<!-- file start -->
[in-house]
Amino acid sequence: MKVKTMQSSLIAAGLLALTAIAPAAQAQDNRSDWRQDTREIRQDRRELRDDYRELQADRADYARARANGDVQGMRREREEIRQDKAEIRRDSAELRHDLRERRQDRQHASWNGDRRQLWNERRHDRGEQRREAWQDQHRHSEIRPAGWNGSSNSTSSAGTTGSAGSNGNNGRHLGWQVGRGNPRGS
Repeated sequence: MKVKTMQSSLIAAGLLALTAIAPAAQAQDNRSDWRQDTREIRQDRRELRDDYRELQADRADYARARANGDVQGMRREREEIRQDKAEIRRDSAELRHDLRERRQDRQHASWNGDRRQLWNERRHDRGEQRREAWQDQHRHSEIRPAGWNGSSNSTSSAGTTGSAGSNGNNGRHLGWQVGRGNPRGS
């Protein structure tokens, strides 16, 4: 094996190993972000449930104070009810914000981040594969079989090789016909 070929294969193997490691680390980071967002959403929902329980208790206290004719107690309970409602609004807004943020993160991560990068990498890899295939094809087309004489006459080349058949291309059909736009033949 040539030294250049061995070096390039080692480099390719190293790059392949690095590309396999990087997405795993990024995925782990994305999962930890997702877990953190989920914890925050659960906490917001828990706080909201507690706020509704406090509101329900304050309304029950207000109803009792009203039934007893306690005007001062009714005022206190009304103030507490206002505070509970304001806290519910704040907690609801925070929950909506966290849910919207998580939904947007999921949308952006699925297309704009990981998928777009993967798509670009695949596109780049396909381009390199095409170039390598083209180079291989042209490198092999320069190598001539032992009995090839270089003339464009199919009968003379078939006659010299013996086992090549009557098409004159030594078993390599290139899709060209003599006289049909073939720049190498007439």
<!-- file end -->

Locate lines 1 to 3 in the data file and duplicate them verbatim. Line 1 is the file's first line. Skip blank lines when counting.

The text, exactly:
[in-house]
Amino acid sequence: MKVKTMQSSLIAAGLLALTAIAPAAQAQDNRSDWRQDTREIRQDRRELRDDYRELQADRADYARARANGDVQGMRREREEIRQDKAEIRRDSAELRHDLRERRQDRQHASWNGDRRQLWNERRHDRGEQRREAWQDQHRHSEIRPAGWNGSSNSTSSAGTTGSAGSNGNNGRHLGWQVGRGNPRGS
Repeated sequence: MKVKTMQSSLIAAGLLALTAIAPAAQAQDNRSDWRQDTREIRQDRRELRDDYRELQADRADYARARANGDVQGMRREREEIRQDKAEIRRDSAELRHDLRERRQDRQHASWNGDRRQLWNERRHDRGEQRREAWQDQHRHSEIRPAGWNGSSNSTSSAGTTGSAGSNGNNGRHLGWQVGRGNPRGS